Title: Here There Be Traitors

By: Tirya King


Category: General

Rating: PG just to be safe

Spoilers: For Ep. II. But if you haven't seen it, then you'll be lost anyway. Also a little for the JA books. Nothing much, just talking about Xanatos for the most part.

Feedback: Definitely! However flames will be used for my marshmallows.

Archive: Just tell me where it's going and it's yours!

Summary: Why would Sifo-Dyas, Padawan of Yoda, and Master to Qui-Gon Jinn turn traitor to his teachings to become the evil Count Dooku and Darth Tyrannus we love to hate? Why indeed…

Disclaimer: Dooku's blade is red. Obi's is blue. I don't own SW. So please don't sue!

A/N: Wow! It took practically forever to find the correct spelling of Sifo-Dyas, you'd think it would be on more websites! There were so many little clues in Ep II as to what exactly happened to turn Dooku from the Jedi and who's side he's really on. This is pretty much my theory in his words. Enjoy!

Here There Be Traitors

I wasn't lying when I said that I wished Qui-Gon were still alive. He always knew what to do when things got out of hand. How ironic that he is the cause of all this and he is no longer around to set it right. That's really where it began; the death of Qui-Gon and my leaving the Order in response:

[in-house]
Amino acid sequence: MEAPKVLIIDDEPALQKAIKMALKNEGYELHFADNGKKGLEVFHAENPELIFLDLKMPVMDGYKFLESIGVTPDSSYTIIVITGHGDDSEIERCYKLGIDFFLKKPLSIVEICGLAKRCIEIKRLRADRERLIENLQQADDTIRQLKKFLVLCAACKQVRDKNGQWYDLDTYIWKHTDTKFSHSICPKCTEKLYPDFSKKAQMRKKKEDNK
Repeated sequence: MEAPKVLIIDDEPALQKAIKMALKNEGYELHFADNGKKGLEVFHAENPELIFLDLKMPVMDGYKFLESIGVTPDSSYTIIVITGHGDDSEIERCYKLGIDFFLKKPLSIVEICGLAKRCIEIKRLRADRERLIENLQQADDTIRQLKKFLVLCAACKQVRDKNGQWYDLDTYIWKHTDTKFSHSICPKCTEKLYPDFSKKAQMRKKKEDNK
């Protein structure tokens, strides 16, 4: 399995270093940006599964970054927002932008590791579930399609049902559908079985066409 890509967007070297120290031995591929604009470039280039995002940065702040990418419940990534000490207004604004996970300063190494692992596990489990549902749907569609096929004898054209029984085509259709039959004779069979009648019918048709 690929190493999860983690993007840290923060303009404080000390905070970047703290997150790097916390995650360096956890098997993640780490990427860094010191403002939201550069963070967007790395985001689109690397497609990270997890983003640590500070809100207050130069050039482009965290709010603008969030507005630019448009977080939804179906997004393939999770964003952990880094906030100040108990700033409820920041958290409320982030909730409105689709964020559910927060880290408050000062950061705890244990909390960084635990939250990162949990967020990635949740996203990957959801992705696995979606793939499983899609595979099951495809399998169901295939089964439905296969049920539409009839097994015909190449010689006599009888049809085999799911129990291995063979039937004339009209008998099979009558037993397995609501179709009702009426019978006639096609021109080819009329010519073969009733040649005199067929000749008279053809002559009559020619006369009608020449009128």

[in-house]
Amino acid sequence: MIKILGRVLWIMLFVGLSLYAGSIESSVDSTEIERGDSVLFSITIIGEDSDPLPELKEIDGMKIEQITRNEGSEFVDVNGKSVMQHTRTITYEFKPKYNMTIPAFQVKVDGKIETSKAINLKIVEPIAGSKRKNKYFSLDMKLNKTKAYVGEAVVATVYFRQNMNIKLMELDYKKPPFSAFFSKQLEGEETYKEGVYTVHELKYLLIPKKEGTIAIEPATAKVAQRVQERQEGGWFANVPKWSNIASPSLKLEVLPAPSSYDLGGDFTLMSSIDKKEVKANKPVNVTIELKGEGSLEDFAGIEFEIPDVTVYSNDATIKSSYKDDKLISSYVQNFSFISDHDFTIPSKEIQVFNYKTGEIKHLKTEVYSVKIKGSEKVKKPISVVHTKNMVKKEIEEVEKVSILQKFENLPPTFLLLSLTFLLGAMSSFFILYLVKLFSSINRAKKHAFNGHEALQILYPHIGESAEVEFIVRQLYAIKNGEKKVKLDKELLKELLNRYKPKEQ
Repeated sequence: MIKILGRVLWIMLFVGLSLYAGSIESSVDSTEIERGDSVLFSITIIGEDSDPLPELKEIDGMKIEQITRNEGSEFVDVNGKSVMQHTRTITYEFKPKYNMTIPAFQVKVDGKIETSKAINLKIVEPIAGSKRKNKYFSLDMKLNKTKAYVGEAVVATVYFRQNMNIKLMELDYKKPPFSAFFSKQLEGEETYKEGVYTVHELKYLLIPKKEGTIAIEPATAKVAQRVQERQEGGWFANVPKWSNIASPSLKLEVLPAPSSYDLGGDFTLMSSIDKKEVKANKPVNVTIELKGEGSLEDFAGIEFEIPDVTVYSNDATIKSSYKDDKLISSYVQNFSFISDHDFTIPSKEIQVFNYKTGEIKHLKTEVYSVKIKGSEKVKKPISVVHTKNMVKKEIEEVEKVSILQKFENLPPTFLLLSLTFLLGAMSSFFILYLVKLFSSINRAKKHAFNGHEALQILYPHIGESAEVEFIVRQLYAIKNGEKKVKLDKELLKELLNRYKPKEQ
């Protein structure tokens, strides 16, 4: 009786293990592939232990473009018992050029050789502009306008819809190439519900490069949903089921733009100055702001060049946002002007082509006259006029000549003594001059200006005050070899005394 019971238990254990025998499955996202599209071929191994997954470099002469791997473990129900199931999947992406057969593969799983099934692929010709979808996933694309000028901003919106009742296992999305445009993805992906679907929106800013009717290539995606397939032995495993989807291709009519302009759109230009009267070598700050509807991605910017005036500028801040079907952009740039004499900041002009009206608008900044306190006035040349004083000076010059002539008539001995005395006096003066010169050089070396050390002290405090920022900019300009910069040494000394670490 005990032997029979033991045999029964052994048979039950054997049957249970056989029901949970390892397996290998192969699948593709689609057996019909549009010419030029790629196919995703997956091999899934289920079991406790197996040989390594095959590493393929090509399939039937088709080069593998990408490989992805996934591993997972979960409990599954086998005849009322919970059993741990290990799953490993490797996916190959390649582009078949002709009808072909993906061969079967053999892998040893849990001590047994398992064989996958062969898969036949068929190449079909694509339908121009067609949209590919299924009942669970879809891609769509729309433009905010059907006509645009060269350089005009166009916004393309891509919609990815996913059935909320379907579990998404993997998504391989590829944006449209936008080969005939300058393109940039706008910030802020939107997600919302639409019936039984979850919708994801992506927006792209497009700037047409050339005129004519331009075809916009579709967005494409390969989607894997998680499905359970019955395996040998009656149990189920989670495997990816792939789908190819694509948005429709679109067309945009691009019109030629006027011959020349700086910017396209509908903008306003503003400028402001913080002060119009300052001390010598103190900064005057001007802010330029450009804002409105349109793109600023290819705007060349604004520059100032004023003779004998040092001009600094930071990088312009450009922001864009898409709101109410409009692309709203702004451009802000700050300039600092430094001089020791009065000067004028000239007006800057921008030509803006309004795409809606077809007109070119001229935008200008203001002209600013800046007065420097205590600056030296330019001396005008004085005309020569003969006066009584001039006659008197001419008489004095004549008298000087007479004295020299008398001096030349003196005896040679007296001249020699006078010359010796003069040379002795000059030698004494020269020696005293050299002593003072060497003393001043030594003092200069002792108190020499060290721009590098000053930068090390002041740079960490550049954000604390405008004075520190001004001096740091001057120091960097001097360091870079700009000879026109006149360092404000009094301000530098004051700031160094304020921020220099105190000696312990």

Qui-Gon was the most talented pupil I'd ever seen to rise through our ranks. Unusually gifted in the Living Force and with a natural talent for dueling, everyone, including my own Master, could see what a great Jedi he would become.

I loved him as my own son and cherished the years we had together. Even after he passed his Trials and took his own Padawan, I continued to check up on him now and then just to see how he was getting along. When the time came, I comforted him after the betrayal of Xanatos. No matter what I tried to ease his pain, the Qui-Gon I knew was dead.

This was the first time I had ever felt close to real hatred toward one being. I hated that boy for what he did to my son. And I hated how when I looked into my Padawan's usually bright blue eyes, a stranger would look back with a dead coldness. The love he had for the universe he swore to protect was gradually waning and there was nothing I could do to stop it. His habit of saving lost and hurting souls ceased immediately as though afraid to let any creature near him. The children he once loved to teach feared his aloof and cold exterior. The fact that he would take none for an apprentice went without saying. I knew he would not take his life, but I feared his indifference toward his personal safety would do the job for him.

Then, suddenly, he took young Obi-Wan Kenobi as his Padawan. Or, as my Padawan would often tell me, Obi-Wan took him as a Master. Throughout the boy's training, I saw both of them very little, the boy even less. But whenever Qui-Gon and I sat to catch up, he would always tell me a new story about Obi-Wan; how he was excelling twice as quickly as his peers, or what latest tricks the endearing imp had played on his Master.

As I despised the traitorous Xanatos, I grew to adore young Obi-Wan just because of what he had done for my Padawan, though I had only really seen him in holos. He had brought my Padawan back to life and with it all his wonderful habits I had taken for granted. Lost souls were saved, children were taught, friends were once more allowed near. Yes, I loved that Kenobi child like my grandson, forever grateful for what the child of Light had done.